Every release contains several innovations. I want to focus on 3 innovations for different target audiences. I will cover something for the front-end developers, something for the back-end developers, and finally something for anyone who regularly uses the Sitecore editing tools.
Sitecore JSS has been one of our major innovations in the past release and we continue to invest and innovate in the headless space.
With 9.2; JSS and SXA will work seamlessly together, with options like:
- Multisite enabled data source management,
- Reuse presentation across pages and sites, and
- Enterprise level app governance, management and scaffolding.
In short, your JSS apps will now be able to benefit from all the platform enhancements that SXA offers. This will enable you to build JSS apps alongside one or multiple SXA sites all in the same platform instance.
Support for Sitecore Forms
With the 9.2 release, you can now display forms that were designed in the Sitecore Forms module within JSS applications. You can submit the forms data and trigger appropriate automation for each form. And of course, like all JSS features, we’re making sure that the Full Platform capabilities are preserved.
As mentioned during Sitecore Symposium 2018, we’ve been looking to standardize the way we’re handling common activities in all of our new microservices.
We’ve built a series of assemblies that handle these activities, these are things like logging, configuration, plugin management etc.
Last year at Sitecore Symposium 2018 we introduced the concept of the Sitecore Host. Sitecore Host standardizes the microservices architecture that will be at the core of all these common functionalities within the platform. This is great because it means that we’ll have uniformity across the platform, one approach to logging, one approach to configuration, and so on. This means that you don’t have to learn different technologies and approaches for each of the microservices, making your lives much simpler.
Sitecore Host updates
After Symposium we continued our efforts on Sitecore Host. Not only have we updated to the latest versions of 3rd party libraries including .NET Core. We’ve also been working to improve the services that we have built against the host.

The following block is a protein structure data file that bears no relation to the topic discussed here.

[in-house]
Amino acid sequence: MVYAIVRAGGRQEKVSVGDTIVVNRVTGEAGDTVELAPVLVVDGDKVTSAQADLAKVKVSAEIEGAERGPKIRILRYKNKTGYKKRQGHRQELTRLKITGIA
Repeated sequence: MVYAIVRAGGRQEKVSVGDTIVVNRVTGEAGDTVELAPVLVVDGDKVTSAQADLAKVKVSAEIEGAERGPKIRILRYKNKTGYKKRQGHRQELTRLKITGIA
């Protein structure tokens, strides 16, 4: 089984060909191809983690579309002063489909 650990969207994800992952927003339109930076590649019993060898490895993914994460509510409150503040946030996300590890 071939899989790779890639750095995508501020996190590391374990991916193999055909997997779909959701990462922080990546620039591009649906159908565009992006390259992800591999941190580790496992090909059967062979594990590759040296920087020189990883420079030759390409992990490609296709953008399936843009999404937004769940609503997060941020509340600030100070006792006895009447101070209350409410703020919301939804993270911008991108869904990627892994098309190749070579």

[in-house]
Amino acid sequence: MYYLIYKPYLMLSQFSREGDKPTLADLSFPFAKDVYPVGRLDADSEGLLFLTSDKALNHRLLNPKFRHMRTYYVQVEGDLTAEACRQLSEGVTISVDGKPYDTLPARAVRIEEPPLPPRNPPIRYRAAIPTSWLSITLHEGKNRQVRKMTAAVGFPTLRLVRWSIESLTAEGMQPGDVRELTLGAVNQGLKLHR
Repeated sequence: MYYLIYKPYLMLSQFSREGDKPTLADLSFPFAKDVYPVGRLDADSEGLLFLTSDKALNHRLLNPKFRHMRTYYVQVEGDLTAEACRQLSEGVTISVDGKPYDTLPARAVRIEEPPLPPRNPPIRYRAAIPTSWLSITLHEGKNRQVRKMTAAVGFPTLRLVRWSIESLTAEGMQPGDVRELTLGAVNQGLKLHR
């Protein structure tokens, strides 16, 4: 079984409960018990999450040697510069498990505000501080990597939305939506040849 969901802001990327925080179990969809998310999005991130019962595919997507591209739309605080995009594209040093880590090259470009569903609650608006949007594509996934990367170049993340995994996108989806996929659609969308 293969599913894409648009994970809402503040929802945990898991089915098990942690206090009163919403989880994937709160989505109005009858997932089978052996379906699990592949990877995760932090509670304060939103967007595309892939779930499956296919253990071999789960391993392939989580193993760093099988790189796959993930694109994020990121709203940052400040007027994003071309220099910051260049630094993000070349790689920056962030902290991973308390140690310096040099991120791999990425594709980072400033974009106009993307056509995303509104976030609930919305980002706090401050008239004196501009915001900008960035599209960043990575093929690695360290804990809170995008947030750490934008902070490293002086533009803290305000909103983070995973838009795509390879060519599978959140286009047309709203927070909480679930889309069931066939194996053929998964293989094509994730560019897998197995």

Sitecore Identity service improvements
The Sitecore Identity service was the first service that we launched running on Sitecore Host, back in 9.1 and we’ve got a few new improvements for 9.2. We’ve implemented single-sign out, so if you log out of one of our systems then you’ll be logged out of all of them. We have implemented token invalidation to ensure that access tokens will expire when users log out.
Finally, we’ve also added persistent storage of users and access tokens to ensure that users aren’t logged out if the Identity service is restarted.
Migration of existing Microservices
But that’s not all! We’ve mentioned how not only future services will run against the Host, but also that we want to move our existing Microservices over to the Host as well and that’s what we’re doing.
As of 9.2 the publishing engine will also be based on the Host. This means that it greatly improves installation and maintenance of this service moving forwards. Also, this better aligns the service with the rest of the platform.
All great news for the for our microservices-based future!
Moving to the last innovation for the end-users. Horizon is the next generation experience for web content management.
So where are we with Horizon? We did multiple previews with partners, MVPs and UX research teams. We’ve received honest feedback and very positive feedback that confirms that we’re on the right path.
With 9.2 it’s time for the next phase. We’ll focus on adding new features, functions and improvements based on your input.
We also extended Horizon with;
- Plug-in infrastructure to allow for extensibility.
- Extend API Gateway to receive custom data.
- Possible to customize the editor solutions.
We’re going to continue feedback loops, preview rounds and development during the next period, moving forward to Horizon’s initial release.
This article is part of the 9.2 blog series.